Labour’s railway – more delays and higher fares!

Even the engineering works fail to run on time

The first thing people need from train travel is reliability. If there is a frequent train service with trains running to timetable, you can plan your day and your journey accordingly. If there are too few trains, or if the trains are late, the whole day can be disrupted. Busy people are then into cancelling meetings, failing to turn up for appointments, or for politicians letting down audiences who have sought their help to keep democratic debate alive in the UK.

The second thing regular users of trains need is affordability. The latest round of fare increases are in many cases swingeing, at a time of restrained earnings growth, higher taxes and mortgage payments, and a credit crunch. We are used to many of the things that are supplied by the competitive private sector becoming cheaper over the years, as the bargains in the January sales in the clothing and textile departments remind us, and as the ever better car offers on the forecourts confirm. The poor old train commuter is sandbagged again. He or she is being made to pay an ever heavier price for trying to rely on the railway.

So why are train travellers this week being made to pay through the nose, and why are they being told that there are still no trains on part of the West coast mainline near Birmingham?

The answer is partly the botched nationalisation of Network Rail by this government, partly the technology and partly the fixation of trying to get more speed out of the railway instead of concentrating on reliability and affordability, the things that matter most to passengers.

The government has been at its most prejudiced when it comes to transport. The bankruptcy of Railtrack turned a poor solution into a worse solution, leaving all the evils of monopoly in place when it comes to track provision, whilst removing the restrictions on overspending that applied to Railtrack but not to Network Rail. The answer is exactly what you would expect from a monopoly with effective recourse to the taxpayer to underwrite almost any level of spending it wishes to undertake on the existing network ?? an expensive but inefficient system where the passenger can be made to pay by both higher fares and more cancellations and delays, and where the taxpayer picks up a huge tab as well.

The governments answer to the growing cost of rail travel is to seek to make the main competitor, road travel, dearer as well. Because the private sector parts of road travel are becoming more efficient more quickly, the government has to intervene more and more to slow traffic down, to increase the costs of road fuel and to increase the costs of road use by adding specific road charges to the high motoring taxes. Despite all this, rail still only accounts for 6% of travel, because the railways in their current state simply cannot take the extra volume they would need to take if we were to effect any kind of modal shift from car to train.

The pursuit of higher speed for trains is the immediate cause of the delays on the West coast mainline. If you wish to allow trains to achieve speeds twice as fast as you think safe for road traffic, you need to change all the signals and to check the track very carefully. If you wish to sustain those speeds over any distance you need to lay new straight track for longer distances. The railway is not offering a competitive service for so many of us for so many of our journeys owing to too much political interference in priorities and the endless pursuit of the prestige project of super fast trains between large cities.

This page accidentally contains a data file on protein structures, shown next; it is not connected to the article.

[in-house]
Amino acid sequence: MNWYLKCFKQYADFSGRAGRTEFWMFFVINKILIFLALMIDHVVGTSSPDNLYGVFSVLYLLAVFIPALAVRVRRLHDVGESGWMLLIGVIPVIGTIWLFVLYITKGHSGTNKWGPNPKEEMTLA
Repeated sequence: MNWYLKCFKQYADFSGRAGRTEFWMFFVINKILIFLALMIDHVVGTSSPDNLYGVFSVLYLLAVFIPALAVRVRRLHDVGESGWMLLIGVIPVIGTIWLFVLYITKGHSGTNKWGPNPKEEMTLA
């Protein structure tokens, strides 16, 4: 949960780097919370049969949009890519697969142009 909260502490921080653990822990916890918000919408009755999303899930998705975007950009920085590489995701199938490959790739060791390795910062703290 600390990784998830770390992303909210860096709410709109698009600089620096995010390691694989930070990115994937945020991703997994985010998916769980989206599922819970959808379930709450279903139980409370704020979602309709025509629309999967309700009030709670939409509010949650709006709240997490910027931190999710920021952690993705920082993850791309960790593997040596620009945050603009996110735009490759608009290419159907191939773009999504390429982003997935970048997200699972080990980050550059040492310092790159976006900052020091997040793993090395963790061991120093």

The railway under this government has become a great black hole, devouring huge amounts of taxpayer cash and taxpayer guarantees. They refuse to order their priorities in line with the public need for more and more reliable trains, not necessarily faster trains.

The railway Ministers should realise just how big a gap has opened up between rail and road transport. Standards of safety, fuel efficiency and passenger comfort have advanced much more rapidly on the roads than on the tracks. It is an offence to travel in a car without a seat and seat belt, yet you may still have to travel on a long distance fast train with no seat, let alone a seat belt. The interiors of modern cars are well padded in case of a crash, with no sharp or hard surfaces offering a threat to life or limb, whereas the train interior is full of hazards in a crash. The luggage in a car is placed in a separate compartment to the passengers, whereas on a train it is left in an overhead luggage rack with no restrains, so it can hurtle around the carriage in the event of derailment. Trains remain far too heavy. As a result they guzzle too much electricity or diesel, take long distances to stop, and are limited to very few trains an hour on any given stretch of track as a result.

The answers to the railway problem are not all difficult or too expensive. I do want to see the huge inherited network of great routes into our main cities and between our main cities taking more of our traffic, and I want them to do so in a way which is accessible to more people. I want to see more fuel efficient trains, lighter trains, and more frequent services ?? the three happen to go together.

My proposals are these:
1. Order new much lighter trains with better brakes, so we could go from running under 30 trains an hour on a typical piece of track, to 40 trains an hour
2. Spend the money on increasing capacity and reliability of what we have got, instead of concentrating on prestige projects for very fast trains using conventional train technology
3. Break Network Rails monopoly, reuniting track and train running and ensuring there is some competitive challenge in the network as a whole. Wherever possible there should be more than one company offering a service between major places.